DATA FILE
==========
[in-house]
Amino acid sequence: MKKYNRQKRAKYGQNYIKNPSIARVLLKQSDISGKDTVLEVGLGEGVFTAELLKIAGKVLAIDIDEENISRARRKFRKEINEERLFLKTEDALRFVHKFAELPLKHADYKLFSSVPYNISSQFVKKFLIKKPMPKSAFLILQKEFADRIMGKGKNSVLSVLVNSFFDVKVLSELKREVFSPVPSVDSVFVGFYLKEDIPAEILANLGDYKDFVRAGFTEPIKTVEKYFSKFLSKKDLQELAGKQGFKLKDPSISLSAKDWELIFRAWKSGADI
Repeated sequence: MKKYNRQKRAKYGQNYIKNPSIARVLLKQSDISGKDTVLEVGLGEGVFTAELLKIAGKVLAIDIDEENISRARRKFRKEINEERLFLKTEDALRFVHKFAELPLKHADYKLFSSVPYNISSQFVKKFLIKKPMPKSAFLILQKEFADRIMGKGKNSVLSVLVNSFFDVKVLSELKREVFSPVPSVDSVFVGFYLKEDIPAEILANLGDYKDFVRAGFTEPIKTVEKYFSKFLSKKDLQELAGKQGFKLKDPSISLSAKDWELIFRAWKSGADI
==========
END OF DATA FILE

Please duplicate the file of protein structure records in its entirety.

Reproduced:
[in-house]
Amino acid sequence: MKKYNRQKRAKYGQNYIKNPSIARVLLKQSDISGKDTVLEVGLGEGVFTAELLKIAGKVLAIDIDEENISRARRKFRKEINEERLFLKTEDALRFVHKFAELPLKHADYKLFSSVPYNISSQFVKKFLIKKPMPKSAFLILQKEFADRIMGKGKNSVLSVLVNSFFDVKVLSELKREVFSPVPSVDSVFVGFYLKEDIPAEILANLGDYKDFVRAGFTEPIKTVEKYFSKFLSKKDLQELAGKQGFKLKDPSISLSAKDWELIFRAWKSGADI
Repeated sequence: MKKYNRQKRAKYGQNYIKNPSIARVLLKQSDISGKDTVLEVGLGEGVFTAELLKIAGKVLAIDIDEENISRARRKFRKEINEERLFLKTEDALRFVHKFAELPLKHADYKLFSSVPYNISSQFVKKFLIKKPMPKSAFLILQKEFADRIMGKGKNSVLSVLVNSFFDVKVLSELKREVFSPVPSVDSVFVGFYLKEDIPAEILANLGDYKDFVRAGFTEPIKTVEKYFSKFLSKKDLQELAGKQGFKLKDPSISLSAKDWELIFRAWKSGADI